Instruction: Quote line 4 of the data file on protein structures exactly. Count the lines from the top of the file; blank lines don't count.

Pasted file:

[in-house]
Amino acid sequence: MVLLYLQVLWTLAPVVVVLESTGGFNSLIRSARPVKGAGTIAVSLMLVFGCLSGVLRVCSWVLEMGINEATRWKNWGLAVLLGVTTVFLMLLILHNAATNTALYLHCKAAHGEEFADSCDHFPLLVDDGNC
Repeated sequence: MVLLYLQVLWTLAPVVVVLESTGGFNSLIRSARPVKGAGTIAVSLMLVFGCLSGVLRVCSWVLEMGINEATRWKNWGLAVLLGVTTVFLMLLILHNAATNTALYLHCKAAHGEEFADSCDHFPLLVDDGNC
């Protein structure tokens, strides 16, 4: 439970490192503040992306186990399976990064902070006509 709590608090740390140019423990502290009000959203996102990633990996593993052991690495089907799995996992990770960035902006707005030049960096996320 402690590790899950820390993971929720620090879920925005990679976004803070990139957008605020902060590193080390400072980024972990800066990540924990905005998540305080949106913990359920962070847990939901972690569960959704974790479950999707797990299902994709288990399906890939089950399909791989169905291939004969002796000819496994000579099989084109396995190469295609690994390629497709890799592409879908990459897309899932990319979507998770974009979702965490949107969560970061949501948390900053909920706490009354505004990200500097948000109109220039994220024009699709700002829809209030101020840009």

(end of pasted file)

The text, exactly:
């Protein structure tokens, strides 16, 4: 439970490192503040992306186990399976990064902070006509 709590608090740390140019423990502290009000959203996102990633990996593993052991690495089907799995996992990770960035902006707005030049960096996320 402690590790899950820390993971929720620090879920925005990679976004803070990139957008605020902060590193080390400072980024972990800066990540924990905005998540305080949106913990359920962070847990939901972690569960959704974790479950999707797990299902994709288990399906890939089950399909791989169905291939004969002796000819496994000579099989084109396995190469295609690994390629497709890799592409879908990459897309899932990319979507998770974009979702965490949107969560970061949501948390900053909920706490009354505004990200500097948000109109220039994220024009699709700002829809209030101020840009």